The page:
Andrew Little said the Government should “at least” allow a euthanasia bill to come before the House so that a debate could take place.

However, he said a law change would not be a priority for a Labour-led Government.

He would personally support the legalisation of euthanasia if it had the same safeguards as former MP Maryan Street’s proposed bill.

Street’s bill was withdrawn from the member’s ballot ahead of the 2014 election at the request of former Labour leader David Shearer, who was concerned it could become a distraction in election year.

It was taken over by another Labour MP, Iain Lees-Galloway, but Little asked him not to return it to the ballot.

The Labour Party passed a remit at its annual conference on the weekend which said MPs would have a conscience vote on any euthanasia legislation.

Little said he was unsure about the level of support for a law change within his party.

So Little is ‘unsure about the level of support within his party’ but nevertheless had a Labour member’s bill withdrawn from the ballot and consigned it to ‘not a priority’, which is much the same as Key’s refusal to address it.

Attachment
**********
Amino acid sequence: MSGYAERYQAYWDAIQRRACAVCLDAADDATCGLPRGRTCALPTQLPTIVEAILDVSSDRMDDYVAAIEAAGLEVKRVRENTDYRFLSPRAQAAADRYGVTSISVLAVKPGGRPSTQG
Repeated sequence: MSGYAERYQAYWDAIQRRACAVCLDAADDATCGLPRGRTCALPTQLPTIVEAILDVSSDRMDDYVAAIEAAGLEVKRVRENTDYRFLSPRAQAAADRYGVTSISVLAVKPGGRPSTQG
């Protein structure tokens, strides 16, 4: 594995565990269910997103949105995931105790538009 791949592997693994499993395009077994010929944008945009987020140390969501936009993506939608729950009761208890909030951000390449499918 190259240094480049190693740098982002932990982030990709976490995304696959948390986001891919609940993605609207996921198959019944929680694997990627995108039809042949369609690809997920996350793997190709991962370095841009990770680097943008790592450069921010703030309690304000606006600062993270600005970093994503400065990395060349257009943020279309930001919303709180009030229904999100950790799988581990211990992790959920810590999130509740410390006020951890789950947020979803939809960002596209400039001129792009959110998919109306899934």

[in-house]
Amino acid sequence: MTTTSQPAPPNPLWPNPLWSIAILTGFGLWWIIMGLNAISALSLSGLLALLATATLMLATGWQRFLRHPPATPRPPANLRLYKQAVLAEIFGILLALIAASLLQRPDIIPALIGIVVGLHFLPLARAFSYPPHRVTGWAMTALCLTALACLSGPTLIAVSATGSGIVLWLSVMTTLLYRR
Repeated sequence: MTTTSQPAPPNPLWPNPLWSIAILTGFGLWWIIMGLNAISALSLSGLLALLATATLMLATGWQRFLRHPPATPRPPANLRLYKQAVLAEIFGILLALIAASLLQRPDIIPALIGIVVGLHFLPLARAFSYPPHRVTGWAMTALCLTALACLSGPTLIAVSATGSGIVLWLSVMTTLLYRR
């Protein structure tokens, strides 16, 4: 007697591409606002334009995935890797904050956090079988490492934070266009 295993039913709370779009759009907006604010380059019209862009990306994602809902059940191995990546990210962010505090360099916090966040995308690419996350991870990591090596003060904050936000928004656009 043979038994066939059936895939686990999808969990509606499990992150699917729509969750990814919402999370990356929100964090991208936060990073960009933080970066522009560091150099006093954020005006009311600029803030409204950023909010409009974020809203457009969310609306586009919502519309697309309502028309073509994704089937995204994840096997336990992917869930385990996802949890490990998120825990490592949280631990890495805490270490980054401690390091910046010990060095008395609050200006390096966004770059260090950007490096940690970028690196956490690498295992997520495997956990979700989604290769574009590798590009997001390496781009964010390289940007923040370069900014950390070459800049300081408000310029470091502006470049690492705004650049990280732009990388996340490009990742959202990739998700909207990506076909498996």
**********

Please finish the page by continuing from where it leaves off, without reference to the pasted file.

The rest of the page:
Euthanasia is a difficult and sensitive issue, but making it as hard as possible for parliament to debate it is gutless politics.

Act’s David Seymour is the only Member of Parliament willing to push for debate on this. He has effectively taken over the bill from Lees-Galloway. The rest of them are ducking for cover when they should be representing the interests of us the people.

The outcome of a euthanasia bill is obviously unknown, but debate on it should be allowed.

I’m especially disappointed with Key’s refusal to do anything, very poor leadership.

Seymour v Collins on euthanasia checkpoints

David Seymour kicked off Question Time in parliament yesterday by quizzing Minister of Police Judith Collins on whether she believed “the public has a right to be concerned about Police conducting roadside breath-screening tests with the intention of collecting personal information for investigations unrelated to road safety.”

Collins avoided answering this and follow up questions by claiming she couldn’t respond even in general due to a specific incident being referred to the Independent Police Conduct Authority (IPCA) for investigation.


QUESTIONS TO MINISTERS

PoliceRoadside Testing and Collection of Personal Information